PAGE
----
Ancient Rome / Julius Caesar

This exhibition brings to life the lost and forgotten technology and inventions that set the Roman Empire apart from the rest of the world and which continues to influence us to this day. Due to the ravages of time, very few pieces of Roman technology and machinery have survived in their entirety, as a majority of the materials used, such as regional timber, ropes, canvas and primitive metals, have deteriorated significantly since the golden age of the Roman Empire nearly 2,000 years ago. 

By reconstructing ancient Roman technology using the same materials and techniques that the Romans used thousands of years ago, we can learn so much more than would previously have been possible from studying archaeological finds and original texts exclusively. It also gives us the opportunity to use and interact with some of these incredible inventions and machines, which is a wonderful way to understand how they function.

This exhibition has been uniquely constructed to appeal to people of all ages with content for children and adults, scholars and beginners, thereby providing all visitors with a truly unique way of experiencing ancient history:

    I came, I saw, I conquered. This quote is attributed to Julius Caesar, who was one of the most influential military generals in European history, ordering the construction of a 480 yard (550 metre) bridge over the Rhine River in Germany. Developing advanced siege weapons, catapults and assault towers, Caesar became the supreme dictator of Rome and was deified upon his death.

    This section showcases the logistical and transportation innovations which held the Roman Empire together for centuries. Visitors can see and use odometers for measuring distances, surveying equipment and the world’s oldest road map!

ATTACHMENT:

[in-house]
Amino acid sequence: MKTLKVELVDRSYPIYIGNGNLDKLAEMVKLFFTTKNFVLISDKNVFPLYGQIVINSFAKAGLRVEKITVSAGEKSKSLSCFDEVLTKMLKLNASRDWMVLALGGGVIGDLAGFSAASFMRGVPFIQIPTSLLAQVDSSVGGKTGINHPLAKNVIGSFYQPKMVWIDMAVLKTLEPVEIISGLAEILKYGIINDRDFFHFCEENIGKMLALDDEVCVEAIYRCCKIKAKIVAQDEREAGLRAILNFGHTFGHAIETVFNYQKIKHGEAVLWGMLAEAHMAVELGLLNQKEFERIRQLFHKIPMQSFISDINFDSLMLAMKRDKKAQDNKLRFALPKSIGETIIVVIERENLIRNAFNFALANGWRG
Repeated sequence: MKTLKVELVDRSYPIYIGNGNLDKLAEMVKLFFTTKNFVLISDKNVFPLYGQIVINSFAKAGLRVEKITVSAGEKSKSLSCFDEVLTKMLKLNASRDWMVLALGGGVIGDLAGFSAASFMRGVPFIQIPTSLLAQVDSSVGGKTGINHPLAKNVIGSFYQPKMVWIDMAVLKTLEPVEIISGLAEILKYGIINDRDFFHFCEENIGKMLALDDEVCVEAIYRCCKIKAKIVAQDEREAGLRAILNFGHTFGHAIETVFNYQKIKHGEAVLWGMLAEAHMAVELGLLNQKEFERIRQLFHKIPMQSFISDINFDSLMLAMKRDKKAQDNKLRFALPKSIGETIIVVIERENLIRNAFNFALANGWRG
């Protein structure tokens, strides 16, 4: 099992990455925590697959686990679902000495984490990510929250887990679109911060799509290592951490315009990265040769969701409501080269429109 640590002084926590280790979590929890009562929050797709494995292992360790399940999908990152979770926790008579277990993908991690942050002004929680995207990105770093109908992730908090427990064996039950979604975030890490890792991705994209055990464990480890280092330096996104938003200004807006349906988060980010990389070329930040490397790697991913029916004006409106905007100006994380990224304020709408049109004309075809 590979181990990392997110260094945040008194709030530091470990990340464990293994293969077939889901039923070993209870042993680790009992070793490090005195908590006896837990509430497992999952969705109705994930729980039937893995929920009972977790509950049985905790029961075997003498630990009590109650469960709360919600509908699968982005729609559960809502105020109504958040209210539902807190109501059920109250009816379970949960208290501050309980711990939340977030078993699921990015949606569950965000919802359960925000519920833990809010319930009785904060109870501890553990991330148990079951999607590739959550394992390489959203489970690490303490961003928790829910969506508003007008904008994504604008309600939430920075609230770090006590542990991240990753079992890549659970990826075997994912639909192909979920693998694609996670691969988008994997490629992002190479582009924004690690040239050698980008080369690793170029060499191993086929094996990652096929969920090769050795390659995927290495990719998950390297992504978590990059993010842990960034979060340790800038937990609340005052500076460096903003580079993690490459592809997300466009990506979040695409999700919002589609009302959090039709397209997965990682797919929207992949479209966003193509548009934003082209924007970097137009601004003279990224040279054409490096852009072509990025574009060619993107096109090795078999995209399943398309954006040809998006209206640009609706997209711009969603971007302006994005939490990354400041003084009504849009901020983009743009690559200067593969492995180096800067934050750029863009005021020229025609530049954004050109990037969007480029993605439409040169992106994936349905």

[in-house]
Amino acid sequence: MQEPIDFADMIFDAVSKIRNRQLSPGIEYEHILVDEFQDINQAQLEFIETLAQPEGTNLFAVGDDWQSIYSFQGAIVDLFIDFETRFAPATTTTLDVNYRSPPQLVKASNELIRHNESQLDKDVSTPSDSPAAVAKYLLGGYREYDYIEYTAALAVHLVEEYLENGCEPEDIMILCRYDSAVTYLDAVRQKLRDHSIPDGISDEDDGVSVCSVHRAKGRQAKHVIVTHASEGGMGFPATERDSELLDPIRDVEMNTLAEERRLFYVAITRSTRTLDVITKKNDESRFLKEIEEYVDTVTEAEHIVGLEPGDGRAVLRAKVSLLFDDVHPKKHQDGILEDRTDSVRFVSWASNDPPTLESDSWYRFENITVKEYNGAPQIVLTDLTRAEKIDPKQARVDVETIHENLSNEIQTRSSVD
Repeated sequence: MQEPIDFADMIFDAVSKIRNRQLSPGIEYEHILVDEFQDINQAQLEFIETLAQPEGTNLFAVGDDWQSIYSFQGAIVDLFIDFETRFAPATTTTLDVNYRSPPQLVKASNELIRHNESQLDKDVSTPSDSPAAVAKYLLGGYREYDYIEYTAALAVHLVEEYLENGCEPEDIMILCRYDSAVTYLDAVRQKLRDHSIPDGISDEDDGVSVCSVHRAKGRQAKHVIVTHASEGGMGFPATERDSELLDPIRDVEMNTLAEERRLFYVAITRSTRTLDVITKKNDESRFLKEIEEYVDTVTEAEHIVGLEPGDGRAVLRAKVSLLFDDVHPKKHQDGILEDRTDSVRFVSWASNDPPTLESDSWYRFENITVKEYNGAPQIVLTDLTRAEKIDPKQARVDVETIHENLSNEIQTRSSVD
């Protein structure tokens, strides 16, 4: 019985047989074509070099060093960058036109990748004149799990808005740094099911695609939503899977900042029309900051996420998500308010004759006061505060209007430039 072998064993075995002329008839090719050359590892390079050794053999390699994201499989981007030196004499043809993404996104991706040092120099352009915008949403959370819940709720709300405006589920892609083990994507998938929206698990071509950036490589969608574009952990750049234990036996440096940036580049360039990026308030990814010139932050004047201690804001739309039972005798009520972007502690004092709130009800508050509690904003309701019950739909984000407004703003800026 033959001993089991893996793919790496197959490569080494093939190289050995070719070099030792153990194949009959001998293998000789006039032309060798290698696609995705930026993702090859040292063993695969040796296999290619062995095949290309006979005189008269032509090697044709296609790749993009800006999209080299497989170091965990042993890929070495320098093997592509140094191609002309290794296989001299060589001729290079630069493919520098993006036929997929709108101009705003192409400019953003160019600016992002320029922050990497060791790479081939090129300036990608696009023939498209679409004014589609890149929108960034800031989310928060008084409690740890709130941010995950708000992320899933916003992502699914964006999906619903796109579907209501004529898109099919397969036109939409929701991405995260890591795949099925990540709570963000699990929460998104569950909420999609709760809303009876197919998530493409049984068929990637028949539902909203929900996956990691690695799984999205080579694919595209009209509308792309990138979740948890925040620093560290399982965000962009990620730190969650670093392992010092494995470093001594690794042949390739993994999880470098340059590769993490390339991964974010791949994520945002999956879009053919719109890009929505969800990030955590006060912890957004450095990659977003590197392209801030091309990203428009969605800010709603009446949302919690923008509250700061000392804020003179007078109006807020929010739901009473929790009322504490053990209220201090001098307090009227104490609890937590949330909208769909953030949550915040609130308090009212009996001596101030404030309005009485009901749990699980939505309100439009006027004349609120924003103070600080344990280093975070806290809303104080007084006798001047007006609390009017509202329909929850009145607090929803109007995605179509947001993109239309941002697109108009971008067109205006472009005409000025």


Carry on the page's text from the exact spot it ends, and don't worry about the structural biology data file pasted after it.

• Theme 3 – BUILDING ROME
    They say Rome wasn’t built in a day. In this section, visitors can explore some of the awe-inspiring technology used to construct the Eternal City. Marvel at enormous cranes driven by soldiers inside human-sized hamster-wheels, see the flour-mills and uncover the secret behind Roman concrete which could set underwater.


    In this section, visitors can immerse themselves in the everyday life of a Roman citizen through the clothes, jewellery and fresco paintings. They can challenge their friends to Roman board games and best of all,  this section covers the mighty gladiatorial games and the secrets of the Colosseum.

    “The (Ancient Roman machines)….offered a wonderful artistic view along with the expected practical design and engineering. We had a great number of engineers visit. They returned with friends and family to share early concepts of designs still used today. The hands-on aspect was an engaging teaching tool for the over 5,400 primary and secondary (school) students and nearly 700 university students who attended.” 

    Rod Hansen, Director of Exhibits
    Museum of Idaho

    For the first time, we are making some of our most popular touring exhibition activities and worksheets available on the Activities page of our website.

The epic and family-friendly exhibition tells the story of how the technological ingenuity of the ancient Roman empire shaped who we are today. Currently on at The Australian Armour and Artillery Museum, Cairns. Information and tickets from: Cairns Italian Festival.
Ancient Rome: The Empire that Shaped the World is currently on at The Australian Armour and Artillery Museum, Cairns until 7 August 2022.

Ancient Rome: The Empire that Shaped the World, Museum of Tropical Queensland, Townsville, 2021

Cobb+Co Museum, Toowoomba, Queensland, 2021

“By every metric, the exhibition “Ancient Rome” was a success. It became a highlight of our city’s spring calendar, which means it was a terrific revenue generator for the museum. The craftsmanship on each and every piece is absolutely spectacular, which means the installed exhibition is truly beautiful. As visitors rounded the corner into the gallery, I noticed they often let out a little gasp – it literally took their breath away. Our expectations are high, and this exhibition exceeded them at every turn.”

Meg McCrummen Fowler, Director of the History Museum of Mobile, Alabama, USA
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